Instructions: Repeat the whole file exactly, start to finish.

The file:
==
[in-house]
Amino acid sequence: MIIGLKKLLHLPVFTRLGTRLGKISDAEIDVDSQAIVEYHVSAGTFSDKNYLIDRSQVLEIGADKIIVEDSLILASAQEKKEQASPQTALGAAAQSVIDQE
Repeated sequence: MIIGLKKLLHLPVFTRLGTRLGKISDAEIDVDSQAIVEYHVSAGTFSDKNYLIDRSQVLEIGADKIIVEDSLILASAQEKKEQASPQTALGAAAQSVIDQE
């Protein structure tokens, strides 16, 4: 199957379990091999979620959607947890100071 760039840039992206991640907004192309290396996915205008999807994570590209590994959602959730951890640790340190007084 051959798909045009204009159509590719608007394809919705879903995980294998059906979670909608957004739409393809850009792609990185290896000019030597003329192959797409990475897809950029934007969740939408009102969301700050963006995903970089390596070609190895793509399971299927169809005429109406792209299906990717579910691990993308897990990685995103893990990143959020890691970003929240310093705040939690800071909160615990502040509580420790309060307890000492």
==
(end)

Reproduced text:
[in-house]
Amino acid sequence: MIIGLKKLLHLPVFTRLGTRLGKISDAEIDVDSQAIVEYHVSAGTFSDKNYLIDRSQVLEIGADKIIVEDSLILASAQEKKEQASPQTALGAAAQSVIDQE
Repeated sequence: MIIGLKKLLHLPVFTRLGTRLGKISDAEIDVDSQAIVEYHVSAGTFSDKNYLIDRSQVLEIGADKIIVEDSLILASAQEKKEQASPQTALGAAAQSVIDQE
């Protein structure tokens, strides 16, 4: 199957379990091999979620959607947890100071 760039840039992206991640907004192309290396996915205008999807994570590209590994959602959730951890640790340190007084 051959798909045009204009159509590719608007394809919705879903995980294998059906979670909608957004739409393809850009792609990185290896000019030597003329192959797409990475897809950029934007969740939408009102969301700050963006995903970089390596070609190895793509399971299927169809005429109406792209299906990717579910691990993308897990990685995103893990990143959020890691970003929240310093705040939690800071909160615990502040509580420790309060307890000492």